Last fall, Erik Meyer wondered if he would ever play professional football again. He had once been an Arena Football League journeyman, but as the league sputtered last year, so did Meyer’s career prospects. The 34-year-old quarterback returned to California and coached football at a high school, keeping himself in shape just in case he ever got another call to play.
That chance arrived this winter, when the expansion Washington Valor acquired Meyer to not only help lead its offense, but also to serve as one of the faces of a new franchise that hopes to become a sustainable future model for a downsized league.
When the Valor meets the expansion Baltimore Brigade at Verizon Center on Friday night, the game will feature two new franchises owned by Ted Leonsis, the CEO of Monumental Sports and Entertainment. Aside from owning the Washington Wizards of the NBA, the Washington Capitals of the NHL and the Washington Mystics of the WNBA, Leonsis is trying to bolster the dwindling Arena Football League. The AFL has just five teams after enduring a tumultuous period last fall, in which three teams ceased operations and another two left to join other indoor football leagues.
Friday night’s game will feature a cast of characters who have witnessed the AFL’s rise in the early 2000s and its subsequent decline, including Valor Coach Dean Cokinos, who has spent more than a decade coaching in the league. It also will include Meyer, who has spent six previous seasons playing in the AFL and was the league’s MVP with the Spokane Shock in 2013. Just two years after that pinnacle achievement, he watched the Shock rebrand itself the Spokane Empire and leave the AFL for the Indoor Football League.
“That’s what we’re trying to get back, as far as players, coaches and owners, we want this thing back the way it used to be,” said Meyer, who played college football at Eastern Washington and last played in the AFL in 2015 with the San Jose SaberCats, which also ceased operations later that year. “I know there’s a vision for these owners and where they’re trying to go, and there’s a vision for these players where this league is trying to go.”
That vision, according to Cokinos, begins with strong ownership. Three of the AFL teams he previously served as a head coach for — the Alabama Vipers, Georgia Force and New Orleans VooDoo — no longer exist. Like Meyer, there was a point in Cokinos’s career where he thought he might not become a head coach again in the league he loves. But even as he was hired to take over the Valor last spring, a few months before the AFL continued to encounter upheaval, he saw an opportunity to be a part of a revival effort because of the ownership groups of the five teams.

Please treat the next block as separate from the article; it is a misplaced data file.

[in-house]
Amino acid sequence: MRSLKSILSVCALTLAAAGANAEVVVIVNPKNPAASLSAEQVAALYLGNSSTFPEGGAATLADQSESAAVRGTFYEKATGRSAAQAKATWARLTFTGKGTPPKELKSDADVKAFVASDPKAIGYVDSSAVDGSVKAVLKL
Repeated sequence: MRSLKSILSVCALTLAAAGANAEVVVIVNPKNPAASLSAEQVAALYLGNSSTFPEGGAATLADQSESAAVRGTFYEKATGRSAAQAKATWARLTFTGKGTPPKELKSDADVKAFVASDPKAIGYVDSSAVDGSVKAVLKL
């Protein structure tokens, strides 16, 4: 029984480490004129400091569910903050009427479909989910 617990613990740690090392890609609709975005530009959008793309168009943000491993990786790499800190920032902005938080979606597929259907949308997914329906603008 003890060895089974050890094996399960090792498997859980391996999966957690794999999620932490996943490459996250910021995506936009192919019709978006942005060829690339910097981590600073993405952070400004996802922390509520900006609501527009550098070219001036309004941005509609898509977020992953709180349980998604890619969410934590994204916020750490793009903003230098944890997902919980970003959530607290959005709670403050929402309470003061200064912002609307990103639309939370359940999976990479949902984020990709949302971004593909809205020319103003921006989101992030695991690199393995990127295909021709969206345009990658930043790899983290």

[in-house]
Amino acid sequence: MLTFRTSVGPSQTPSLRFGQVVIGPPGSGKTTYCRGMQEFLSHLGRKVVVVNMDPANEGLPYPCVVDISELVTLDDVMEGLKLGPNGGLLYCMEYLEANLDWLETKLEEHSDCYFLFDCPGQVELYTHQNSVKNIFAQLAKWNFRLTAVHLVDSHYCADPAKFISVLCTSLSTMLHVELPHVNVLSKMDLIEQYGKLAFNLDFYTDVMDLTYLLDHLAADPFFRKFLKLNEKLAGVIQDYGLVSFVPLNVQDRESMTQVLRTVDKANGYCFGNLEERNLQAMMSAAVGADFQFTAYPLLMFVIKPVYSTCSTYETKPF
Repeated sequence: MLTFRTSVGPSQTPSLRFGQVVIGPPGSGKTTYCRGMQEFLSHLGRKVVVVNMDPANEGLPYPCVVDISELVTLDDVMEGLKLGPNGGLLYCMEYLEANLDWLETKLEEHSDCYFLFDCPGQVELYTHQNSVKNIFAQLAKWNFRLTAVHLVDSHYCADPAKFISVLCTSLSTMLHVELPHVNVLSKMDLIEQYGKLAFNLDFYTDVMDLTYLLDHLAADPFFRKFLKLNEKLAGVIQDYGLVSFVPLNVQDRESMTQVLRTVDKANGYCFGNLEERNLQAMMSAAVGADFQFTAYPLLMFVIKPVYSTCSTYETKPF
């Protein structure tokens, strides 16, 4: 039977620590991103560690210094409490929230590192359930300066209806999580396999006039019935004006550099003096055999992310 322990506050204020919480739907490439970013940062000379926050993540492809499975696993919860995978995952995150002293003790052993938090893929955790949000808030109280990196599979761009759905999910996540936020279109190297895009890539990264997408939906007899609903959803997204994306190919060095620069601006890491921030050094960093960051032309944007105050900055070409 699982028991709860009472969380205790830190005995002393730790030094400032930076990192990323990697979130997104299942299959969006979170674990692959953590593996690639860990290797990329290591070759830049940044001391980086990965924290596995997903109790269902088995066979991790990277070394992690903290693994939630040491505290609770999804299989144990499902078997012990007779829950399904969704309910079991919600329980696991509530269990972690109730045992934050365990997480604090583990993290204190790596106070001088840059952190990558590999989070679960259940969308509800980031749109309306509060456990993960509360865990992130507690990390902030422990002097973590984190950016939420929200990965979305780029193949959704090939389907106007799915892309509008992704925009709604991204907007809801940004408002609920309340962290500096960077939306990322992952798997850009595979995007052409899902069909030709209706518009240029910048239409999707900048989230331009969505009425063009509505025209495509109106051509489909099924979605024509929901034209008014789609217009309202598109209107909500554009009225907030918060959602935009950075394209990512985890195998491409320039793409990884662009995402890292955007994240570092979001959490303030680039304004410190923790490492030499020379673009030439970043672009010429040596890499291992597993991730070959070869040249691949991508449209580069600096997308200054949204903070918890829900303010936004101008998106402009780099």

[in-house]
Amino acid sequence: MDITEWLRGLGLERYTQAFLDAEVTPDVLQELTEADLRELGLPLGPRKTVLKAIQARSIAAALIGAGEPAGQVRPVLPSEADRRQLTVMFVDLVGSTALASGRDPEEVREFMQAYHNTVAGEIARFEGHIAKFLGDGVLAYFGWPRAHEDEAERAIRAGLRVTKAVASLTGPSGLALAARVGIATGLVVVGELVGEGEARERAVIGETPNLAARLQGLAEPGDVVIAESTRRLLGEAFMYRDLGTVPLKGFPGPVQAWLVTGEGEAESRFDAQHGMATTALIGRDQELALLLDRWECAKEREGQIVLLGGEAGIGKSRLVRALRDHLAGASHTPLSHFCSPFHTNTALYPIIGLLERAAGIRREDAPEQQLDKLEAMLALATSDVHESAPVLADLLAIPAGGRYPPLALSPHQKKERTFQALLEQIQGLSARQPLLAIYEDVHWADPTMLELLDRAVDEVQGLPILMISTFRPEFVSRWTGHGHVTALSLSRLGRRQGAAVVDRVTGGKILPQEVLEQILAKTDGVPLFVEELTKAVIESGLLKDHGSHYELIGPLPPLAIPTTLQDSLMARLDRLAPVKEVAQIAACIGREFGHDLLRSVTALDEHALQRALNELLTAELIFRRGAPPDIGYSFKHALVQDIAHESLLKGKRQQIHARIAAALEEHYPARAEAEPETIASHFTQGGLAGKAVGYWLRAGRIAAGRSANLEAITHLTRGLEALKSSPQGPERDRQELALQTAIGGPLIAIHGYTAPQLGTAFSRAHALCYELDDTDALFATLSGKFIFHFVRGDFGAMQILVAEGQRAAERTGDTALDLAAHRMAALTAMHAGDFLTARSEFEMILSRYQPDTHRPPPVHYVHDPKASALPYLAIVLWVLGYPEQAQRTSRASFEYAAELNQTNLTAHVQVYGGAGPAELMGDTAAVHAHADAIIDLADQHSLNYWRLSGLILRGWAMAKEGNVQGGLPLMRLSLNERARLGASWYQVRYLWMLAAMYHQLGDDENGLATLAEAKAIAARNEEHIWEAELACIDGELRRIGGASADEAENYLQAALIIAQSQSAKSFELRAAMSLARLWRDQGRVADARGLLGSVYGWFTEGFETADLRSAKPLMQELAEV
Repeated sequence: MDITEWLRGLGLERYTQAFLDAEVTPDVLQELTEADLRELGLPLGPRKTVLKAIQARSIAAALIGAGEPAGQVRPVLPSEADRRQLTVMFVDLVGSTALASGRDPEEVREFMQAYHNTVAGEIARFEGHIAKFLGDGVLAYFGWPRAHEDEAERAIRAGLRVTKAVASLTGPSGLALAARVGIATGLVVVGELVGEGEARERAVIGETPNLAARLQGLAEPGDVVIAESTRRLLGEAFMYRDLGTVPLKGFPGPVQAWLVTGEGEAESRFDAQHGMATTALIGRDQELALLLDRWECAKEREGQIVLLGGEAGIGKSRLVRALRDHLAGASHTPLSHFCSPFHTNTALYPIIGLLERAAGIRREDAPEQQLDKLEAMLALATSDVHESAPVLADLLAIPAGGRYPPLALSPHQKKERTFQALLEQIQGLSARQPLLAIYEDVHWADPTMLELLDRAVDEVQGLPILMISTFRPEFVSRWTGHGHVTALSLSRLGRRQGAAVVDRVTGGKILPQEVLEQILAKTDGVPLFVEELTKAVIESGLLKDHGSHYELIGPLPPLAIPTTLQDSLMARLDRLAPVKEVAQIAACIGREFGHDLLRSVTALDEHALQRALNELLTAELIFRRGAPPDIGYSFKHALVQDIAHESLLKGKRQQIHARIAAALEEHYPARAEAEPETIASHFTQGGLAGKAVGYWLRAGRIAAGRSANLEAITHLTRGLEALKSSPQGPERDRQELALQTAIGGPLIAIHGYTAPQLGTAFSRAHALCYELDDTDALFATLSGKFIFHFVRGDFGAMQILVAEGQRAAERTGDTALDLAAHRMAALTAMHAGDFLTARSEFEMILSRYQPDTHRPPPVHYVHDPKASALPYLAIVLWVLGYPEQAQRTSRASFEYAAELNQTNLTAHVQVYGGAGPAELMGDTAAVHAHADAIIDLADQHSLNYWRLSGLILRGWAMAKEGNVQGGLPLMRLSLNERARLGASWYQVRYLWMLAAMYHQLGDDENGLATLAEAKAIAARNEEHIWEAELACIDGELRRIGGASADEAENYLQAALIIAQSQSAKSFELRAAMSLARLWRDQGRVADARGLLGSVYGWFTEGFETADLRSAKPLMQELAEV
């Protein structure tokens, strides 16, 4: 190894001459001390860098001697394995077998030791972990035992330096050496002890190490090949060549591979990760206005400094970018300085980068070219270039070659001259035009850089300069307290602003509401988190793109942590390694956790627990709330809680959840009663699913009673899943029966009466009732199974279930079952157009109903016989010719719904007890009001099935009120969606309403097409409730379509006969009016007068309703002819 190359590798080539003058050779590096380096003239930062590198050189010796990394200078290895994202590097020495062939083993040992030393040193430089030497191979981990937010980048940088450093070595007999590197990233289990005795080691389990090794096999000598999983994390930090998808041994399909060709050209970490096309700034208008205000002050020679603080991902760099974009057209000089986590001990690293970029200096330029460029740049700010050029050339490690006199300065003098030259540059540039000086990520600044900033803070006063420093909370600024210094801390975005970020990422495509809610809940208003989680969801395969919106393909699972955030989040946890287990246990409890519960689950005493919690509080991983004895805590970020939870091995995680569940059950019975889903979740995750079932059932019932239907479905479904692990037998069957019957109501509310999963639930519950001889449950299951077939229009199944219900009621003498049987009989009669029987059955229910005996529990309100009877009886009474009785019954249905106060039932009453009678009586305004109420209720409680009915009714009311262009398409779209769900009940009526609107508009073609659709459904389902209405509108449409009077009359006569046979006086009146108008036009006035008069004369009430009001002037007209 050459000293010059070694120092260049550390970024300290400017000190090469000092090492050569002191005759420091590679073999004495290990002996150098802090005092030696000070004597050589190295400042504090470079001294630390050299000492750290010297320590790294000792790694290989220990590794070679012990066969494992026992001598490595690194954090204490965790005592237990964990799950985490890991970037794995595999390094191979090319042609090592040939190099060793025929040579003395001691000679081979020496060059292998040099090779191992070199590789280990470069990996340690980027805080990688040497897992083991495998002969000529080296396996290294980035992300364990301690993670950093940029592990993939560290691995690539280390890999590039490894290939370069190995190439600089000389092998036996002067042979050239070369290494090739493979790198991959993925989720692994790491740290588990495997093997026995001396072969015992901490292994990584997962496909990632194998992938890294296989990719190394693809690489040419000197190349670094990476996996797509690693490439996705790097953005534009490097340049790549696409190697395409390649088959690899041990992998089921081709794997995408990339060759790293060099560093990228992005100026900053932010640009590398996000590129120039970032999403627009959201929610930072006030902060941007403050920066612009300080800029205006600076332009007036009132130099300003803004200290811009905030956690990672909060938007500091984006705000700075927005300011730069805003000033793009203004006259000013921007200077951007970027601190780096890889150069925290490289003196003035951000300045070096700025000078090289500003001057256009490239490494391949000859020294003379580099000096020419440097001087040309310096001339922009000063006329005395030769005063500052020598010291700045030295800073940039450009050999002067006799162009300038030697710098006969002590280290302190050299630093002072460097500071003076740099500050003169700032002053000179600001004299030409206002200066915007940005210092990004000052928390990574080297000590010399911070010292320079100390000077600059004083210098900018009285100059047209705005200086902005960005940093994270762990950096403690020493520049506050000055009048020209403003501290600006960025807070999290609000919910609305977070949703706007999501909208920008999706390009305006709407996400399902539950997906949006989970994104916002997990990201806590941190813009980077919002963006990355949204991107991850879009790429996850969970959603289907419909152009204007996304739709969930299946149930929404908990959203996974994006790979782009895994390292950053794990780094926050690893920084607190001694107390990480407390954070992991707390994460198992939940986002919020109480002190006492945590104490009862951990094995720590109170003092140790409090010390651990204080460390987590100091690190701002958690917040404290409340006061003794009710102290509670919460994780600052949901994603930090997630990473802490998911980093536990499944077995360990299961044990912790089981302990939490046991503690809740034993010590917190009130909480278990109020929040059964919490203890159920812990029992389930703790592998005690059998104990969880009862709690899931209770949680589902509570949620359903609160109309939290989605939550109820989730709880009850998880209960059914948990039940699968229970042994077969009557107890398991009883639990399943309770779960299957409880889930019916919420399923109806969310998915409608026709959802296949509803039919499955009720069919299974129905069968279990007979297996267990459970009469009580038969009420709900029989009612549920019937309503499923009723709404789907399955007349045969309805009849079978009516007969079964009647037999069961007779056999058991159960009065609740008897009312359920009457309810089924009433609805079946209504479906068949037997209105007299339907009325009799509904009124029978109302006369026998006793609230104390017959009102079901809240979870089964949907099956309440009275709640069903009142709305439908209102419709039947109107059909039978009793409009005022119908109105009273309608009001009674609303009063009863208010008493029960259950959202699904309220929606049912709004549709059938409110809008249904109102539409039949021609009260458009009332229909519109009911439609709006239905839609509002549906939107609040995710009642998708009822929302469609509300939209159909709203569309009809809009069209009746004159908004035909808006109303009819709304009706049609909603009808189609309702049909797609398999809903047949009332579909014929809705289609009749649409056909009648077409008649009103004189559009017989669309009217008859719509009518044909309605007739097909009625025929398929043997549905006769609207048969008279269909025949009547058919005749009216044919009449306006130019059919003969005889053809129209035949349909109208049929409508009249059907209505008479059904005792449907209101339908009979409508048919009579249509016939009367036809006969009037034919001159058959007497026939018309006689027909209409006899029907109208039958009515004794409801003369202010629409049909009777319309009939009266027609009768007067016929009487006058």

Aside from Monumental Sports and Entertainment’s backing of the Valor and Brigade, the latter of which will make its home at Royal Farms Arena in Baltimore, the core of the league has owners with successful franchises in the NBA and NHL. That includes the Cleveland Gladiators’ owner, Dan Gilbert, who also owns the Cleveland Cavaliers of the NBA, and Tampa Bay Storm owner Jeffrey Vinik, who owns the Tampa Bay Lightning of the NHL.
“It is about the fans, the community. It’s a fan-friendly sport . . . we have ownership with Monumental, and you have the Verizon Center, and you have the backing, you have the group in Cleveland that own the Cavaliers, and in Tampa, who own the Lightning. If you keep expanding with those type of ownerships, you can create a pretty special league,” Cokinos said.
Cokinos has had to wear many hats since being hired last spring. Aside from working his Rolodex to bring in more than 30 players to training camp, he has also had to help market the new franchise in the Washington area and help organize his staff as well as housing and travel for his players.
“We get to change the direction of this model. We have an opportunity now, in the image of Monumental Sports . . . the vision of what the Arena League was before and where we can take it is totally different,” Cokinos said. “That’s the exciting part of it. The goal is to grow this league into the long term.”
The Valor will play a 13-game schedule, from early April to early August, rotating games against Baltimore, Philadelphia, Cleveland and Tampa Bay. That should give area fans ample opportunity to become familiar with a new brand of football in the area, according to former Washington Redskins wide receiver Santana Moss, who will serve as the color commentator for Monumental Sports Network’s broadcasts of Valor games.
This will be a fresh challenge for Moss, too. He has spent the past few weeks immersing himself in the different rules and styles of play of indoor football in preparation to provide insight for fans who might not know what to expect from the District’s new sports franchise.
“I want to see this league around for more years to come. I’ve known this league to be a big league,” Moss said. “I’m hoping this year can bring that buzz back and they can get some more teams added again.”